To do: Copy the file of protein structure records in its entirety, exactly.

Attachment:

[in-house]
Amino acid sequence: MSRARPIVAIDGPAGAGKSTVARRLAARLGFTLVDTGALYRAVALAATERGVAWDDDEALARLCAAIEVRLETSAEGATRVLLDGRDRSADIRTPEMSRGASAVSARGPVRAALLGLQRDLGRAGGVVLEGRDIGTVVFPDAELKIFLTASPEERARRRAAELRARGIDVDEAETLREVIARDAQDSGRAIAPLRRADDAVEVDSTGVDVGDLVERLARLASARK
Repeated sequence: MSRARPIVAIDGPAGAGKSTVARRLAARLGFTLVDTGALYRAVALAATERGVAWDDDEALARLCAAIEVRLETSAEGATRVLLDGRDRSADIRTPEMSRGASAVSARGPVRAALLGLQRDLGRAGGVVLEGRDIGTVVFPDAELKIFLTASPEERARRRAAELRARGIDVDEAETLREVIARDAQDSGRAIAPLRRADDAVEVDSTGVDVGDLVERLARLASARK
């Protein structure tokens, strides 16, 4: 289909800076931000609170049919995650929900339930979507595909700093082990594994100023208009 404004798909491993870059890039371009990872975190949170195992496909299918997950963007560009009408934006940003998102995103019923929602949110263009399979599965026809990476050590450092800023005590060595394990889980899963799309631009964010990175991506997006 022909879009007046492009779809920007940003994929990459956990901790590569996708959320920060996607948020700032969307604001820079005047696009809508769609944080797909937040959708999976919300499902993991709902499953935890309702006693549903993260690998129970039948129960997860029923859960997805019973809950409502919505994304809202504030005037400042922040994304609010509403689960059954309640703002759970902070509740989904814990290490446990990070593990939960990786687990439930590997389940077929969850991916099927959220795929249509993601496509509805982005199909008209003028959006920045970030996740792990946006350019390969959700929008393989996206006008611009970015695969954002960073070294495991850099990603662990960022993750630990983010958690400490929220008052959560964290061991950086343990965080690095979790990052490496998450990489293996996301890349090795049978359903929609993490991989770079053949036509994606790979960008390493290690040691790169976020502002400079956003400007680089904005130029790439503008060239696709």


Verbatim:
[in-house]
Amino acid sequence: MSRARPIVAIDGPAGAGKSTVARRLAARLGFTLVDTGALYRAVALAATERGVAWDDDEALARLCAAIEVRLETSAEGATRVLLDGRDRSADIRTPEMSRGASAVSARGPVRAALLGLQRDLGRAGGVVLEGRDIGTVVFPDAELKIFLTASPEERARRRAAELRARGIDVDEAETLREVIARDAQDSGRAIAPLRRADDAVEVDSTGVDVGDLVERLARLASARK
Repeated sequence: MSRARPIVAIDGPAGAGKSTVARRLAARLGFTLVDTGALYRAVALAATERGVAWDDDEALARLCAAIEVRLETSAEGATRVLLDGRDRSADIRTPEMSRGASAVSARGPVRAALLGLQRDLGRAGGVVLEGRDIGTVVFPDAELKIFLTASPEERARRRAAELRARGIDVDEAETLREVIARDAQDSGRAIAPLRRADDAVEVDSTGVDVGDLVERLARLASARK
């Protein structure tokens, strides 16, 4: 289909800076931000609170049919995650929900339930979507595909700093082990594994100023208009 404004798909491993870059890039371009990872975190949170195992496909299918997950963007560009009408934006940003998102995103019923929602949110263009399979599965026809990476050590450092800023005590060595394990889980899963799309631009964010990175991506997006 022909879009007046492009779809920007940003994929990459956990901790590569996708959320920060996607948020700032969307604001820079005047696009809508769609944080797909937040959708999976919300499902993991709902499953935890309702006693549903993260690998129970039948129960997860029923859960997805019973809950409502919505994304809202504030005037400042922040994304609010509403689960059954309640703002759970902070509740989904814990290490446990990070593990939960990786687990439930590997389940077929969850991916099927959220795929249509993601496509509805982005199909008209003028959006920045970030996740792990946006350019390969959700929008393989996206006008611009970015695969954002960073070294495991850099990603662990960022993750630990983010958690400490929220008052959560964290061991950086343990965080690095979790990052490496998450990489293996996301890349090795049978359903929609993490991989770079053949036509994606790979960008390493290690040691790169976020502002400079956003400007680089904005130029790439503008060239696709």